Overall, the analysis finds that while news organizations have tried to persuade their advertisers to buy space across multiple platforms, there was little evidence that they had succeeded. The kinds of products and services being advertised online were quite different than in legacy platforms, and often were seen across multiple websites.  On CNN cable television, for instance, the top three advertising categories were motion pictures and television, insurance, and telecommunications companies; on CNN.com they were financial ads, toiletries and cosmetics, and job search.

Professor Turow notes that the absence of legacy advertisers from the Web domains may reflect a problem. “Figuring out what they are doing instead, and why, might be a first step in trying to get some of them back.”

Among the findings:   

  • In-House ads, ads selling or promoting a news organizations own products, fill more space across these news websites than any other advertising category. Nearly a quarter, 21%, of all the ads captured were for the news organization’s own products. The practice occurs most among the media sectors with direct subscription sales-newspapers and magazines. At time.com, for example, ads promoting their own products accounted for 56% of the ads captured in the study. This practice was less common at sectors with no direct consumer subscription, such as those from network television and cable television[2].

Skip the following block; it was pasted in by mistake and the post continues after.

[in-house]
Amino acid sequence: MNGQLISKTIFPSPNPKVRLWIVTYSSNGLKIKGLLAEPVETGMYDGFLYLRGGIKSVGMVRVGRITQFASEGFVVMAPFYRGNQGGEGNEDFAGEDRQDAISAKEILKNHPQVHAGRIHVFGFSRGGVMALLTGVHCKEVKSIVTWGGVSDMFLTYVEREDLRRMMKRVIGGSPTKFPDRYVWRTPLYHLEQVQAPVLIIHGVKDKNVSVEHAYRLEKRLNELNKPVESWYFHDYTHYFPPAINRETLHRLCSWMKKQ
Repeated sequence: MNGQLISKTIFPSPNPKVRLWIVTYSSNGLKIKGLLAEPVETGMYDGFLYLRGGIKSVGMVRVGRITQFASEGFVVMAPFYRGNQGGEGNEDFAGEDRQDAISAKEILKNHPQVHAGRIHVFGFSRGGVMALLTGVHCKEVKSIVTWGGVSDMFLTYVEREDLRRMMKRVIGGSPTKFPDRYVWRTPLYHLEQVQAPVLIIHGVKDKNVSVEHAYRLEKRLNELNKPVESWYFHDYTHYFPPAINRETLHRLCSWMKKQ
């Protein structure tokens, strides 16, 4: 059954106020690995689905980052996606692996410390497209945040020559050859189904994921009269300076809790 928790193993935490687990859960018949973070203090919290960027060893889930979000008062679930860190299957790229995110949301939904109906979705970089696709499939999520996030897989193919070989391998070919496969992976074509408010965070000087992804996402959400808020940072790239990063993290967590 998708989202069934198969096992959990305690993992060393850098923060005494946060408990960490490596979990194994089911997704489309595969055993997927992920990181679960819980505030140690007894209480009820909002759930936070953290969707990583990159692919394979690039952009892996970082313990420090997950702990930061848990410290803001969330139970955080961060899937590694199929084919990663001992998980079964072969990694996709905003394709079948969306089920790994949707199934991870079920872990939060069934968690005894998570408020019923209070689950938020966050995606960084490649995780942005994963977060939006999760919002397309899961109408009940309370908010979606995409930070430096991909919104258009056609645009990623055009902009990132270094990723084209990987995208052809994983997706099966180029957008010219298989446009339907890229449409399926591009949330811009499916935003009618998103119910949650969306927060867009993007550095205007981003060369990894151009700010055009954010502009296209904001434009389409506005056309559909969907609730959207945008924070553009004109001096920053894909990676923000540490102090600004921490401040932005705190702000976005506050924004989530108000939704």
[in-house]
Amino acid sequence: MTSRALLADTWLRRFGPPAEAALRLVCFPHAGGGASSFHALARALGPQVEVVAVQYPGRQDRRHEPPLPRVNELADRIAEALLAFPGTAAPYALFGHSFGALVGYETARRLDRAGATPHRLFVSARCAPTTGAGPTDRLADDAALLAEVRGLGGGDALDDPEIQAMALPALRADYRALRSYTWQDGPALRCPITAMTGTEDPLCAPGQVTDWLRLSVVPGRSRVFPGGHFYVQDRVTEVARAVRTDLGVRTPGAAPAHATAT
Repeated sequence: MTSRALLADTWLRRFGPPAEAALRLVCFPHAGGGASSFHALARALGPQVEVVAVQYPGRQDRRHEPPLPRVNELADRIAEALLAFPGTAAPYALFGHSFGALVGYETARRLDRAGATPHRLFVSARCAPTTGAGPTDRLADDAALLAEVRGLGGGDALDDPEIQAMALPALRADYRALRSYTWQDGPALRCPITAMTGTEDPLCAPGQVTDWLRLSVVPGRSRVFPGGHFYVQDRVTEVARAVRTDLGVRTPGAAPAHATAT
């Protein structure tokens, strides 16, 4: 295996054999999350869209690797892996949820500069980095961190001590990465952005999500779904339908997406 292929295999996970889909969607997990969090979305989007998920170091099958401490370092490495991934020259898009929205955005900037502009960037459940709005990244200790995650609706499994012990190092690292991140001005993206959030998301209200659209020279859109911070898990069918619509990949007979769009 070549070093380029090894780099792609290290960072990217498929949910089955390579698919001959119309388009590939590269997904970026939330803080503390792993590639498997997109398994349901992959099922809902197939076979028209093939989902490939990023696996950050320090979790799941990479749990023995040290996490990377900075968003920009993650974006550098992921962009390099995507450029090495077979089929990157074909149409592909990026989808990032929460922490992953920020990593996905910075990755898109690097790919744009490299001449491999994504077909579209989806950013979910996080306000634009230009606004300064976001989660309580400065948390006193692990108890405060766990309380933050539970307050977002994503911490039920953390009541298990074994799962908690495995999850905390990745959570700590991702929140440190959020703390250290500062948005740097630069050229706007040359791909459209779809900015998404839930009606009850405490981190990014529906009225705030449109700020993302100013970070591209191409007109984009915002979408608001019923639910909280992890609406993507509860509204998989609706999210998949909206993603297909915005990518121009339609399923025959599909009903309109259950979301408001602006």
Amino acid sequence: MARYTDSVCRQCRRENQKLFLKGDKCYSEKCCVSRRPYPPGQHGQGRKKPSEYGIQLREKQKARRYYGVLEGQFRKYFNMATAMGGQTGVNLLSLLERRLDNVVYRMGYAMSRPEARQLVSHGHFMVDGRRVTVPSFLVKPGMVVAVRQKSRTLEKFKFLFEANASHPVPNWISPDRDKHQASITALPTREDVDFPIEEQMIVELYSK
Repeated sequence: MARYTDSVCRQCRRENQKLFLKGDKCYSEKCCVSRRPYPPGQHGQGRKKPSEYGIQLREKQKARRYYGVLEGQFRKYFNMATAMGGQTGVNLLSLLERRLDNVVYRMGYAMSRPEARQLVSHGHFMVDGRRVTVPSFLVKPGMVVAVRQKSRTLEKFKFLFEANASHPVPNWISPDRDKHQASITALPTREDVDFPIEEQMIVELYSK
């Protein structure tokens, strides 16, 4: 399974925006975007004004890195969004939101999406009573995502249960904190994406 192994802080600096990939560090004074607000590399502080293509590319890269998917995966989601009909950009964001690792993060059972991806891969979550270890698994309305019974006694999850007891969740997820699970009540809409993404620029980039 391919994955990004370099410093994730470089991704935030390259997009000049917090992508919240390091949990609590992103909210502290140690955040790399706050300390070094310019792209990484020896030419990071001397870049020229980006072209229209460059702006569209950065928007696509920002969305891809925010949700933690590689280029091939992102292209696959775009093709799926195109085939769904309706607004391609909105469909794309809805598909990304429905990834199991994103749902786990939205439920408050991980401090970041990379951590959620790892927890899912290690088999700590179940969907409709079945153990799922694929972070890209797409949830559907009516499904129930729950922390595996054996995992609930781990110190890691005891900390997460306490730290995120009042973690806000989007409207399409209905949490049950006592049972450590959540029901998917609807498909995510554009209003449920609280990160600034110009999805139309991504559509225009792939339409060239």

• The finance industry is represented far more than any other on the news websites studied. Ads from the financial industry numbered nearly three-times that of the next biggest category, toiletries and cosmetics. What stood out even more was that the financial industry’s strong presence on news Web domains is matched by a fairly limited presence in the legacy platforms. Every sector except magazines experienced a greater portion of financial advertising on the website than in the legacy platform. On abcnews.com these ads made up fully 45% versus 13% in the morning and evening broadcasts studied.